Long Island’s precarious environmental situation has been a top priority of elected and local leaders for decades. The geography of the island and its regular experiences of weather extremes make it more susceptible to environmental concerns with potentially disastrous consequences, such as groundwater pollution, coastal erosion, and complex search-and-rescue efforts.

            The latest series of storms to batter Suffolk County are no exception and only prove how dangerous and expensive – in both and long and short term – unpredictable weather can be.

            In the latest move to aid search and rescue efforts in highly-affected areas, the Town of Brookhaven has transferred two highwater rescue vehicles to the fire departments of Port Jefferson Village and Mastic Beach. The vehicles are expected to greatly aid the search-and-rescue operations in these areas, mainly in light of extreme rain and flooding that made recent efforts extremely difficult.

            The Town announced the transfer at a press conference in front of Town Hall on Tuesday morning.

            “The marked increase in the frequency of these significant rain and flooding events present challenges for local fire departments,” said Supervisor Dan Panico (R-Center Moriches). “Two of our most vulnerable coastal communities are Mastic Beach and Port Jefferson, and their fire departments need the right tools to help keep residents safe. Accordingly, we are pleased to be able to help them do their job with the donation of these Highwater rescue vehicles.”

            The Town has transferred two Stewart and Stevenson Light Medium Tactical Vehicles (LMTV) to the opposite-shore areas, which have seen staggering amounts of flooding and erosion due to storms over the last several years, especially recently.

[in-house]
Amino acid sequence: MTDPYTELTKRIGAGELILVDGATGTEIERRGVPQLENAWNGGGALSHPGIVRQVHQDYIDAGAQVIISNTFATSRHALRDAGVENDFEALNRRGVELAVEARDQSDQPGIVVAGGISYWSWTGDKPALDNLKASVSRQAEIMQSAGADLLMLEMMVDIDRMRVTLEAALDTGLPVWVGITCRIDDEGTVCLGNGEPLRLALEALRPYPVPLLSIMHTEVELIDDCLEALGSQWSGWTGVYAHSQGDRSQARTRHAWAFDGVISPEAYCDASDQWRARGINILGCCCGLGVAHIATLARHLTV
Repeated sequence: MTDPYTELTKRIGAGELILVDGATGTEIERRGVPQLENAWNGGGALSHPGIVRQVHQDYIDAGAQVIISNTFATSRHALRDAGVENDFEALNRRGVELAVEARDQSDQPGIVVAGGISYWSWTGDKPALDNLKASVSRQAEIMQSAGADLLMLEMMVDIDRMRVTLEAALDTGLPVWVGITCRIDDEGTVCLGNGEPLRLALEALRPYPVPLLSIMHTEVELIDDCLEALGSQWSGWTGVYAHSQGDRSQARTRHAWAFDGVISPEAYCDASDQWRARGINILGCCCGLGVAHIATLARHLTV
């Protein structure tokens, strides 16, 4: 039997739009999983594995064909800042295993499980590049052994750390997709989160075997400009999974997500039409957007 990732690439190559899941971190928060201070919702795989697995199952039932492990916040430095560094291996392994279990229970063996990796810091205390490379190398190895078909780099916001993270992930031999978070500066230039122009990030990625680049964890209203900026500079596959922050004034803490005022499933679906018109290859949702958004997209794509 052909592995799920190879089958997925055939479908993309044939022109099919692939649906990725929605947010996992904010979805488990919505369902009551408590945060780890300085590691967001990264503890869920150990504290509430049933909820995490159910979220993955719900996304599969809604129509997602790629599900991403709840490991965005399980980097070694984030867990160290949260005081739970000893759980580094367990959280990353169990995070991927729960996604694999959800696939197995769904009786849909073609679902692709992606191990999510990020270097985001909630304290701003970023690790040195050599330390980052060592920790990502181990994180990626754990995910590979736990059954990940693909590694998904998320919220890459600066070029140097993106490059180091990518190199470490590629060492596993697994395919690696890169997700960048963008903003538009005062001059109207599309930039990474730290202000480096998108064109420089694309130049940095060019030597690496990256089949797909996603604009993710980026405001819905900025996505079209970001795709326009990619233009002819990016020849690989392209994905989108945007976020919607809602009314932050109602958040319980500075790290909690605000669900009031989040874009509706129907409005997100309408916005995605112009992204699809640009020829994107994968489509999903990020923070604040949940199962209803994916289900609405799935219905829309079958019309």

LMTVs are four-wheel-drive tactical vehicles, usually employed by the U.S. military. Most have payload capacities of 5,000 pounds and towing capacities of 12,000 pounds, making them ideal for transporting people, troops, supplies, equipment, and smaller vehicles.

            In addition to the vehicles, Port Jefferson Village will also receive an inflatable boat for their department.

           There will be no cost to the taxpayers for the transfers of these vehicles, under Section 72-H of the General Municipal Law of the State of New York, which permits the sale, lease, and transfer of municipal properties to certain public entities. The vehicles can be returned to the Town in the future if they are not needed. The Port Jefferson and Mastic Beach Fire Departments have also agreed to use the vehicles to provide mutual aid in water rescue operations to other fire districts within the Town of Brookhaven.

             “There’s many reasons why this is a great day, but the real reason is collaboration between our Villages and this Township under Supervisor Panico’s leadership,” said Councilman and Deputy Supervisor Neil Foley (R-Blue Point). “I represent the Fifth District: all of Fire Island and parts of the South Shore, and believe me, the rain, the flood, the storms, the erosion is coming fast and furious. The fastest way we can combat that is through collaboration.”